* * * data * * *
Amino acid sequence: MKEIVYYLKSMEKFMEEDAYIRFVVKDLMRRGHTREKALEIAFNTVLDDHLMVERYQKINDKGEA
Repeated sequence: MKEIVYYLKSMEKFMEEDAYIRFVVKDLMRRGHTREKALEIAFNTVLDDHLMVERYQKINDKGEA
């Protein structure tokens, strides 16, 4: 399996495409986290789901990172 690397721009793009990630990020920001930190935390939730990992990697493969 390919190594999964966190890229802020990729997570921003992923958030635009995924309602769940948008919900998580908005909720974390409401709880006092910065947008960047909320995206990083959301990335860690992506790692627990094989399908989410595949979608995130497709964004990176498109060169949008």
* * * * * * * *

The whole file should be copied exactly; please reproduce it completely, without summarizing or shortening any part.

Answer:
Amino acid sequence: MKEIVYYLKSMEKFMEEDAYIRFVVKDLMRRGHTREKALEIAFNTVLDDHLMVERYQKINDKGEA
Repeated sequence: MKEIVYYLKSMEKFMEEDAYIRFVVKDLMRRGHTREKALEIAFNTVLDDHLMVERYQKINDKGEA
């Protein structure tokens, strides 16, 4: 399996495409986290789901990172 690397721009793009990630990020920001930190935390939730990992990697493969 390919190594999964966190890229802020990729997570921003992923958030635009995924309602769940948008919900998580908005909720974390409401709880006092910065947008960047909320995206990083959301990335860690992506790692627990094989399908989410595949979608995130497709964004990176498109060169949008």